© 2014 Elsevier B.V. Seven contrasting feedstocks were subjected to slow pyrolysis at low (300 or 350°C) and high temperature (550 or 600°C), and both biochars and the corresponding feedstocks tested for short-term ecotoxicity using basal soil respiration and collembolan reproduction tests. After a 28-d incubation, soil basal respiration was not inhibited but stimulated by additions of feedstocks and biochars. However, variation in soil respiration was dependent on both feedstock and pyrolysis temperature. In the last case, respiration decreased with pyrolysis temperature (r=-0.78; p<0.0001, n=21) and increased with a higher volatile matter content (r=0.51; p<0.017), these two variables being correlated (r=-0.86, p<0.0001). Collembolan reproduction was generally unaffected by any of the additions, but when inhibited, it was mostly influenced by feedstock, and generally without any influence of charring itself and pyrolysis temperature. Strong inhibition was only observed in uncharred food waste and resulting biochars. Inhibition effects were probably linked to high soluble Na and NH4 concentrations when both feedstocks and biochars were considered, but mostly to soluble Na when only biochars were taken into account. The general lack of toxicity of the set of slow pyrolysis biochars in this study at typical field application rates (≤20Mgha-1) suggests a low short-term toxicity risk. At higher application rates (20-540Mgha-1), some biochars affected collembolan reproduction to some extent, but only strongly in the food waste biochars. Such negative impacts were not anticipated by the criteria set in currently available biochar quality standards, pointing out the need to consider ecotoxicological criteria either explicitly or implicitly in biochar characterization schemes or in management recommendations.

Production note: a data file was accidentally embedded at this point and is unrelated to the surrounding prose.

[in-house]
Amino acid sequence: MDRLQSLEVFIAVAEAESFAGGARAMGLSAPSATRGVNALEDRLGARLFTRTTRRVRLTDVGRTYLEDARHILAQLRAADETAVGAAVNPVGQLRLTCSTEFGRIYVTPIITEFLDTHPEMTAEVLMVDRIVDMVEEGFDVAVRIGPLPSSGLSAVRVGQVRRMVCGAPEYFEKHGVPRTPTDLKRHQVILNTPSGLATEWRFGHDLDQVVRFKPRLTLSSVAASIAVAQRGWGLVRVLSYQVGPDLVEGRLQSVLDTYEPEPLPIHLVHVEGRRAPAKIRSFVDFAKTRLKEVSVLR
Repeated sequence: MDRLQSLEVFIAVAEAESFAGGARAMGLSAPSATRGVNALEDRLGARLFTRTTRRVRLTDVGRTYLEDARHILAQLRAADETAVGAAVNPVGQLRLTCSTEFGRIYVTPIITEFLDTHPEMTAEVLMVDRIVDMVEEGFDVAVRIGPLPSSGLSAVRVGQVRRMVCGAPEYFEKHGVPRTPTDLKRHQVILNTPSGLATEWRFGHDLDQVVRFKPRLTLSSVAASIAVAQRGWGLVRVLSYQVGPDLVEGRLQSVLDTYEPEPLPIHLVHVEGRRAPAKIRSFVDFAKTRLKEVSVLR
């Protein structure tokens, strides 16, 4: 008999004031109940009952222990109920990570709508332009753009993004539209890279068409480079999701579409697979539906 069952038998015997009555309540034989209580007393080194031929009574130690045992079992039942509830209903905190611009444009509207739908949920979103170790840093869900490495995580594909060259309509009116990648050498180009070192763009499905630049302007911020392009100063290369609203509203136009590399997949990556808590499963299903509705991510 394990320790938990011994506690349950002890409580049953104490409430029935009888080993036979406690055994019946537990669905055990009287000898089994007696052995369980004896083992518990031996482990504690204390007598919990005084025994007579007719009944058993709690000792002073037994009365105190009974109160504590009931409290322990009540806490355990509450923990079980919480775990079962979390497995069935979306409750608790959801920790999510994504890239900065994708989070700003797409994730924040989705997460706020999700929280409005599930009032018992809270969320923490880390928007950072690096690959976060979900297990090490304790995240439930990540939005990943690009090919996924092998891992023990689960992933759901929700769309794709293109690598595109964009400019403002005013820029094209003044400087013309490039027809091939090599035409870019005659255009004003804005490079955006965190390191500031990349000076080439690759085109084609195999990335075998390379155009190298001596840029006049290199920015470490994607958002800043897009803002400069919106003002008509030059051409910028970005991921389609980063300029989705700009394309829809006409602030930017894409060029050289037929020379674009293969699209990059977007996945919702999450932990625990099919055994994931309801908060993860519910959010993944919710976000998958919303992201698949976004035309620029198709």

|Journal||Science of the Total Environment|
|Publication status||Published - 5 Apr 2015|
- Soil basal respiration
Domene, X., Enders, A., Hanley, K., & Lehmann, J. (2015). Ecotoxicological characterization of biochars: Role of feedstock and pyrolysis temperature. Science of the Total Environment, 512-513, 552-561. https://doi.org/10.1016/j.scitotenv.2014.12.035